As such, we used a qualitative study to explore the views of teachers with (AI teachers) and without (non-AI Teachers) AI teaching experience on key considerations for the design, implementation, and revision of a formal AI curriculum for K-12 schools. AI teachers’ views were sought on developing, implementing, and redeveloping the school-based curriculum, and non-AI and AI teachers’ views were sought on teachers’ preparation issues (e.g., teacher feelings and perceived needs). In others words, this study is concerned with (1) curriculum preparation—how to prepare and motivate teachers to design and teach the curriculum, (2) curriculum development—what to include in content knowledge and what effective learning designs should be adopted and (3) curriculum renewal—how to motivate teachers and what teachers need to renew the curriculum. Situating the case on the nexus of theory and practice, we attempt to use the four basic curriculum planning approaches and the self-determination theory (SDT) to explain the research problem and findings in this paper.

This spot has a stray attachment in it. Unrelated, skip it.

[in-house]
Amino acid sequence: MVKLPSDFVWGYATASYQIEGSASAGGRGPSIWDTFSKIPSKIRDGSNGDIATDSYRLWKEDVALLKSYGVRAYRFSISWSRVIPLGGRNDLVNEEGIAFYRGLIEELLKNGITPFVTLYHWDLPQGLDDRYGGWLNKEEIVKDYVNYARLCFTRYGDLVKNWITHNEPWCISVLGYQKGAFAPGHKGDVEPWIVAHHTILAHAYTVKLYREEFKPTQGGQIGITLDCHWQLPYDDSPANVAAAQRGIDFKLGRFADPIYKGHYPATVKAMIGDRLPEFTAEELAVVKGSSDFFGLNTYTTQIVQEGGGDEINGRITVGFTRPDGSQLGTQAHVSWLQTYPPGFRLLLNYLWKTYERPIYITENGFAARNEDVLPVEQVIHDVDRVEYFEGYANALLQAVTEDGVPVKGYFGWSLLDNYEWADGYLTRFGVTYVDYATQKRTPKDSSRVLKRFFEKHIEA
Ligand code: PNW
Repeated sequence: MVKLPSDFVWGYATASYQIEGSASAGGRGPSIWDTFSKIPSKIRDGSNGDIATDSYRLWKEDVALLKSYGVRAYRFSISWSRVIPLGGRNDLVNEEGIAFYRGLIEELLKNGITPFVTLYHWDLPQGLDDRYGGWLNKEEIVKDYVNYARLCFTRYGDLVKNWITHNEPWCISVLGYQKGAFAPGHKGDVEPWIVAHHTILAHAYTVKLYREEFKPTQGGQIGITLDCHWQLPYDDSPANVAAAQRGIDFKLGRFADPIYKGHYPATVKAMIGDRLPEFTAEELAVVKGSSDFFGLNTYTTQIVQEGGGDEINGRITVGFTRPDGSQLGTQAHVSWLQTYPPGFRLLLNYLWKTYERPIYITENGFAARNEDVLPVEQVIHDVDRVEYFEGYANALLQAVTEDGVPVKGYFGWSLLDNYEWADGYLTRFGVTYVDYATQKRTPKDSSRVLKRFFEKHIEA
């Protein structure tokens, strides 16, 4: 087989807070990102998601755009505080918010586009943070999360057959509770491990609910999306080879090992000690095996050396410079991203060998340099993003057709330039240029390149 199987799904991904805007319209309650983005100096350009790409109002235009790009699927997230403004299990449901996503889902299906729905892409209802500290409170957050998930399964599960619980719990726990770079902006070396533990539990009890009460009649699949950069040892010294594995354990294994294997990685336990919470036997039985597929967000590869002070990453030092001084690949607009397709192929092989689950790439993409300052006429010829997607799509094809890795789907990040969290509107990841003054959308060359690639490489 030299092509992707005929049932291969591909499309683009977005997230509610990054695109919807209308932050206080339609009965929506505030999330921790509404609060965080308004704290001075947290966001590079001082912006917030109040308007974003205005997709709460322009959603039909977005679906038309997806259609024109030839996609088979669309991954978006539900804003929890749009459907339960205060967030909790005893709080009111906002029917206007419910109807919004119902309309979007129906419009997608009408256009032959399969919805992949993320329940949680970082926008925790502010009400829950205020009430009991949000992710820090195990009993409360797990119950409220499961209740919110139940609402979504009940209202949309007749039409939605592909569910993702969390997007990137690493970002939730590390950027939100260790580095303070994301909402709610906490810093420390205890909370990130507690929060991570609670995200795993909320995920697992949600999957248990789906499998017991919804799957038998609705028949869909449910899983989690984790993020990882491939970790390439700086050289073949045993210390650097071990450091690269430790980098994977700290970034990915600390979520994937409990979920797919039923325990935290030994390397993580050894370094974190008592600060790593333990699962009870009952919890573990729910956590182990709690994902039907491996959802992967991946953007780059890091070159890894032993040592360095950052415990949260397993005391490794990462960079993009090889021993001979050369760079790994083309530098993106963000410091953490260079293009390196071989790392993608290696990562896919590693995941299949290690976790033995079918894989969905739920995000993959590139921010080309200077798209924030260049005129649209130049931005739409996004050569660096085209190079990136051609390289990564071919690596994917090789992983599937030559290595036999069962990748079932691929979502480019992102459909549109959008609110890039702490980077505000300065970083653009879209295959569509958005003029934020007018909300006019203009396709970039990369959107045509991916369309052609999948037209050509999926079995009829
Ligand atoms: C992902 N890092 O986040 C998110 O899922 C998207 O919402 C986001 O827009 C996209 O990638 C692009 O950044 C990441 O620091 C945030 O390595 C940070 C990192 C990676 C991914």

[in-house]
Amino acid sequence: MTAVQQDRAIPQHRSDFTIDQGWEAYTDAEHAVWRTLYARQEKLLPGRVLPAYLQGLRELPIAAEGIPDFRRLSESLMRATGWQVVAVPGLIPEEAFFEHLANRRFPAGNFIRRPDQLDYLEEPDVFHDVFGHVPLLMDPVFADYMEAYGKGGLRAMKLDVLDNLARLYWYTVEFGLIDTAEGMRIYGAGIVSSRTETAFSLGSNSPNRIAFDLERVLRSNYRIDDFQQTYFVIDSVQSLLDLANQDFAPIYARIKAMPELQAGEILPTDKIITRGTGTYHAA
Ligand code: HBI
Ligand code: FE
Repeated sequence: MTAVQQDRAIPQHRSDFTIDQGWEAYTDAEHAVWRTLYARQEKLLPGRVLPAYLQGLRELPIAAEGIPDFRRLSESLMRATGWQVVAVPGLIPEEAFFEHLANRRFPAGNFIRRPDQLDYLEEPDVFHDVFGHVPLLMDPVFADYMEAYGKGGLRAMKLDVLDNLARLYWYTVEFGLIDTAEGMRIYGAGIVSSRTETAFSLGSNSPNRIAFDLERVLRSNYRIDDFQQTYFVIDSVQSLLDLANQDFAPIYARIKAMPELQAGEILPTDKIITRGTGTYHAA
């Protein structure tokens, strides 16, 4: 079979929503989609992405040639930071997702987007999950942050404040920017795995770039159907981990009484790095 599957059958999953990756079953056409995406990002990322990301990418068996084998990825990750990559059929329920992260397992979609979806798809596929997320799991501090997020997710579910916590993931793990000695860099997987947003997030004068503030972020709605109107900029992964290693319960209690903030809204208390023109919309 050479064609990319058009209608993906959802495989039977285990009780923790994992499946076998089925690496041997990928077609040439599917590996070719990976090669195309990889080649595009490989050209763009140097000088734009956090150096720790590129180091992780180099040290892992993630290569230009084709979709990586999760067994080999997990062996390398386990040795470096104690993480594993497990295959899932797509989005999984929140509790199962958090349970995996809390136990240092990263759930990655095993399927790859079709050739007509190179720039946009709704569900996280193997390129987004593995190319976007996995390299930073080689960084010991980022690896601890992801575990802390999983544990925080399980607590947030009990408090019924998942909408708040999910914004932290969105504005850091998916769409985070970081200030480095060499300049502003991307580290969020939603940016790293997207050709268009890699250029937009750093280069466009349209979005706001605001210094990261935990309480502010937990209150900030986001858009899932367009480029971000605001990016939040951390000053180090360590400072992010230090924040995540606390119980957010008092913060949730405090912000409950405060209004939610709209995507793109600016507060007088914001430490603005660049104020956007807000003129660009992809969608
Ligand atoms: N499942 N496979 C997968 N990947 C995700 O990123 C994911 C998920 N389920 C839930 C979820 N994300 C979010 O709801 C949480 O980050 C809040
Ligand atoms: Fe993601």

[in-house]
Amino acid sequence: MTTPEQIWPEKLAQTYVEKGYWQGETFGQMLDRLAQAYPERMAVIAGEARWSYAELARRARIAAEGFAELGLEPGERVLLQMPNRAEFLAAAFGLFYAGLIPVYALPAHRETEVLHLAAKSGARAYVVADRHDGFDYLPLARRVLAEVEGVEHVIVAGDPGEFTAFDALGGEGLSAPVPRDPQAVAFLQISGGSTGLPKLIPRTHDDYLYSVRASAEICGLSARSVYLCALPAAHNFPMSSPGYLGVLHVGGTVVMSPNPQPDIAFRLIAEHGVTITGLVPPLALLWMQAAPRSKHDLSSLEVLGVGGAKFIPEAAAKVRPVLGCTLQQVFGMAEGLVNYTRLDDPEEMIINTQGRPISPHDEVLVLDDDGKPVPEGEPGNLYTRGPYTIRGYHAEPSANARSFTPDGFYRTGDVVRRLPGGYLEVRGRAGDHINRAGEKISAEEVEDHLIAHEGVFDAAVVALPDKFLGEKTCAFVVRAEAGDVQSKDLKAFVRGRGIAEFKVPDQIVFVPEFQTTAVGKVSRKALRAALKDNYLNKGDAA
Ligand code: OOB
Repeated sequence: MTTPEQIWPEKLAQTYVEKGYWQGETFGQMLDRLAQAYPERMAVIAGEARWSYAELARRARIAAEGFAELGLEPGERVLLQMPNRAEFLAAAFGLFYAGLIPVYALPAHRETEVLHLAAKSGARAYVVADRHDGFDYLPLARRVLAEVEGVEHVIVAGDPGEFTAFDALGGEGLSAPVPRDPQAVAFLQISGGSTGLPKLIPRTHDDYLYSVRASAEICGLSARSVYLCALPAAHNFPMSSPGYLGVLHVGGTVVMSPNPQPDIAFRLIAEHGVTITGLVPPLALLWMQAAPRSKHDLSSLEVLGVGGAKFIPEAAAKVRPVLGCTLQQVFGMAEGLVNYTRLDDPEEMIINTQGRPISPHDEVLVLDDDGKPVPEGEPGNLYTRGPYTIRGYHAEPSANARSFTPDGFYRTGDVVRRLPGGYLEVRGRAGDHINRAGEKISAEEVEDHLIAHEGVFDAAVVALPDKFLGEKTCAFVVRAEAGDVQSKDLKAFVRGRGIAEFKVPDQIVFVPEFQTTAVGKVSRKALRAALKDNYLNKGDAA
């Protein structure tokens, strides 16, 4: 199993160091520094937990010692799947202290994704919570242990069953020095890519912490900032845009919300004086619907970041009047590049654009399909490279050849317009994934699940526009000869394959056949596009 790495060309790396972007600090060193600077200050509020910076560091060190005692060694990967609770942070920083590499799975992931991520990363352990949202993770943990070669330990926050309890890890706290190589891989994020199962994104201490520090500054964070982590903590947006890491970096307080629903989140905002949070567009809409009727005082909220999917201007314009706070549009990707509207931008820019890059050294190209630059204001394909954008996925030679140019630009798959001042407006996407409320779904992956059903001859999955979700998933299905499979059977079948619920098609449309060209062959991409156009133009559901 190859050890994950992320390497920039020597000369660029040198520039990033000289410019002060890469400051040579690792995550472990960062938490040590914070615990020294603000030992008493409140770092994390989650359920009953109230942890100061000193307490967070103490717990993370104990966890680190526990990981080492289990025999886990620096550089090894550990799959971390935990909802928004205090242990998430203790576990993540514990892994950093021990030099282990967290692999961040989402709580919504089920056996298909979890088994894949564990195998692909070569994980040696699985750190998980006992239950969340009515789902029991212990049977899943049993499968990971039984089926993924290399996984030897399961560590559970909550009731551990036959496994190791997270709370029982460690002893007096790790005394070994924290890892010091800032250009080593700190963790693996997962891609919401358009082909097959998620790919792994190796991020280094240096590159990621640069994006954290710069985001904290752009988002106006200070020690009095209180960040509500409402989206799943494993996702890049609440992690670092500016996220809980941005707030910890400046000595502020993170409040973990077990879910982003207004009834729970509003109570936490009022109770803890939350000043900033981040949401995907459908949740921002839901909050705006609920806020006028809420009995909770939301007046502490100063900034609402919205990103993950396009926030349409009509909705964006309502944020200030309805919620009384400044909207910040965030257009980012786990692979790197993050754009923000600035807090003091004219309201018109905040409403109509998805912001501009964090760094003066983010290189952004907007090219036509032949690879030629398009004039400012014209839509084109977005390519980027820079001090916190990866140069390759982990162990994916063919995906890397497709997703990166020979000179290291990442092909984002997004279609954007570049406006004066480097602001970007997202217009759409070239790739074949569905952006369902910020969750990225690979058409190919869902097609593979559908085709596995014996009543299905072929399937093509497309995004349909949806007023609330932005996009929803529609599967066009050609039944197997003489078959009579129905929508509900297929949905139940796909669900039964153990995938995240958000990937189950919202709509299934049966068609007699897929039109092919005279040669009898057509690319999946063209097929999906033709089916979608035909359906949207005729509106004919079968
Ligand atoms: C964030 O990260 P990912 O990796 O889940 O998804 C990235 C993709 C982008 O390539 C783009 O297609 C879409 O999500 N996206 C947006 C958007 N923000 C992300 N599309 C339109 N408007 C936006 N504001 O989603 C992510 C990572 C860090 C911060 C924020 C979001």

Limitations and Future Directions